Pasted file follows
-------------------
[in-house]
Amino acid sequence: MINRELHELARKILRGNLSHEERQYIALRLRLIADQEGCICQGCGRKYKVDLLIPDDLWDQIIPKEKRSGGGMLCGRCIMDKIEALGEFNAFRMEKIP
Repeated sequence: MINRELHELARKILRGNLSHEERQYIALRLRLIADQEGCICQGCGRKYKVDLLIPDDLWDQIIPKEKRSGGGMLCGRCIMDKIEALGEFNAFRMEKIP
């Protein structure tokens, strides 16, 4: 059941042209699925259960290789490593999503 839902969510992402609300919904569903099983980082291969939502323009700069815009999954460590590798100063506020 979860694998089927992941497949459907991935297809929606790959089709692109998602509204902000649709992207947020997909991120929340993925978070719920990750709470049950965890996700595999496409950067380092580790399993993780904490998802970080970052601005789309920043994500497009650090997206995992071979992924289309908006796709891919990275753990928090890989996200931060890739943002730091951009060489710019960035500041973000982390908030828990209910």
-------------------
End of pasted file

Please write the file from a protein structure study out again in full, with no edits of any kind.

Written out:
[in-house]
Amino acid sequence: MINRELHELARKILRGNLSHEERQYIALRLRLIADQEGCICQGCGRKYKVDLLIPDDLWDQIIPKEKRSGGGMLCGRCIMDKIEALGEFNAFRMEKIP
Repeated sequence: MINRELHELARKILRGNLSHEERQYIALRLRLIADQEGCICQGCGRKYKVDLLIPDDLWDQIIPKEKRSGGGMLCGRCIMDKIEALGEFNAFRMEKIP
């Protein structure tokens, strides 16, 4: 059941042209699925259960290789490593999503 839902969510992402609300919904569903099983980082291969939502323009700069815009999954460590590798100063506020 979860694998089927992941497949459907991935297809929606790959089709692109998602509204902000649709992207947020997909991120929340993925978070719920990750709470049950965890996700595999496409950067380092580790399993993780904490998802970080970052601005789309920043994500497009650090997206995992071979992924289309908006796709891919990275753990928090890989996200931060890739943002730091951009060489710019960035500041973000982390908030828990209910």